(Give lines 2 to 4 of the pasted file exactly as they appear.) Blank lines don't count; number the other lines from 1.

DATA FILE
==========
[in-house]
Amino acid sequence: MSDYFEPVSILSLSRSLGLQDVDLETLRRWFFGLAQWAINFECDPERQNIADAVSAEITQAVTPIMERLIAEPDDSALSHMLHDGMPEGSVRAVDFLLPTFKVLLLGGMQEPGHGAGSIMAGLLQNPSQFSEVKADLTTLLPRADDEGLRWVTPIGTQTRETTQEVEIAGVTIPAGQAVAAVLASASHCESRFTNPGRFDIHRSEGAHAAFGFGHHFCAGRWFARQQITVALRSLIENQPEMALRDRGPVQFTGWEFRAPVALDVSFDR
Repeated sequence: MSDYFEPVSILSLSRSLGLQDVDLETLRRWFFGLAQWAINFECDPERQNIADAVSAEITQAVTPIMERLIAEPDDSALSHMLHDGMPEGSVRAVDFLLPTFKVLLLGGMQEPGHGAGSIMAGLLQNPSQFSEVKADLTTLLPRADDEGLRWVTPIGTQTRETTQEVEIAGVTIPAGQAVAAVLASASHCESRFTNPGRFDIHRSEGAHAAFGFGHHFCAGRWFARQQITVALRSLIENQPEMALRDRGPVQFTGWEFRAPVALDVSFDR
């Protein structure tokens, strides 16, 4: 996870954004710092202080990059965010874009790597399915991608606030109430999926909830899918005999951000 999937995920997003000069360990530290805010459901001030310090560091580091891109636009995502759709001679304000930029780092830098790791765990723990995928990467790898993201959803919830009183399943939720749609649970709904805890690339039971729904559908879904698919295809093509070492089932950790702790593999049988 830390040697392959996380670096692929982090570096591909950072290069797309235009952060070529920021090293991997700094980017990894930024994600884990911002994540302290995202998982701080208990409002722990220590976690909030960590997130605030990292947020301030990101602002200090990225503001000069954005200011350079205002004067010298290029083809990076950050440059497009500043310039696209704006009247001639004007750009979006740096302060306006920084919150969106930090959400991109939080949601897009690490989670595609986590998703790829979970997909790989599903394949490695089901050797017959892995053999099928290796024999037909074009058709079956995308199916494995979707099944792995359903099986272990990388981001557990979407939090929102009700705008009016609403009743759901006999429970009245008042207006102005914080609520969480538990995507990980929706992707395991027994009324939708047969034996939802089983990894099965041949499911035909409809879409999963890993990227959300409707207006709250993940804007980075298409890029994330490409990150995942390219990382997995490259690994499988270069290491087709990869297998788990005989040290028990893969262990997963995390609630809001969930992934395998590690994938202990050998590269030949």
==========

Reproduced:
Amino acid sequence: MSDYFEPVSILSLSRSLGLQDVDLETLRRWFFGLAQWAINFECDPERQNIADAVSAEITQAVTPIMERLIAEPDDSALSHMLHDGMPEGSVRAVDFLLPTFKVLLLGGMQEPGHGAGSIMAGLLQNPSQFSEVKADLTTLLPRADDEGLRWVTPIGTQTRETTQEVEIAGVTIPAGQAVAAVLASASHCESRFTNPGRFDIHRSEGAHAAFGFGHHFCAGRWFARQQITVALRSLIENQPEMALRDRGPVQFTGWEFRAPVALDVSFDR
Repeated sequence: MSDYFEPVSILSLSRSLGLQDVDLETLRRWFFGLAQWAINFECDPERQNIADAVSAEITQAVTPIMERLIAEPDDSALSHMLHDGMPEGSVRAVDFLLPTFKVLLLGGMQEPGHGAGSIMAGLLQNPSQFSEVKADLTTLLPRADDEGLRWVTPIGTQTRETTQEVEIAGVTIPAGQAVAAVLASASHCESRFTNPGRFDIHRSEGAHAAFGFGHHFCAGRWFARQQITVALRSLIENQPEMALRDRGPVQFTGWEFRAPVALDVSFDR
């Protein structure tokens, strides 16, 4: 996870954004710092202080990059965010874009790597399915991608606030109430999926909830899918005999951000 999937995920997003000069360990530290805010459901001030310090560091580091891109636009995502759709001679304000930029780092830098790791765990723990995928990467790898993201959803919830009183399943939720749609649970709904805890690339039971729904559908879904698919295809093509070492089932950790702790593999049988 830390040697392959996380670096692929982090570096591909950072290069797309235009952060070529920021090293991997700094980017990894930024994600884990911002994540302290995202998982701080208990409002722990220590976690909030960590997130605030990292947020301030990101602002200090990225503001000069954005200011350079205002004067010298290029083809990076950050440059497009500043310039696209704006009247001639004007750009979006740096302060306006920084919150969106930090959400991109939080949601897009690490989670595609986590998703790829979970997909790989599903394949490695089901050797017959892995053999099928290796024999037909074009058709079956995308199916494995979707099944792995359903099986272990990388981001557990979407939090929102009700705008009016609403009743759901006999429970009245008042207006102005914080609520969480538990995507990980929706992707395991027994009324939708047969034996939802089983990894099965041949499911035909409809879409999963890993990227959300409707207006709250993940804007980075298409890029994330490409990150995942390219990382997995490259690994499988270069290491087709990869297998788990005989040290028990893969262990997963995390609630809001969930992934395998590690994938202990050998590269030949």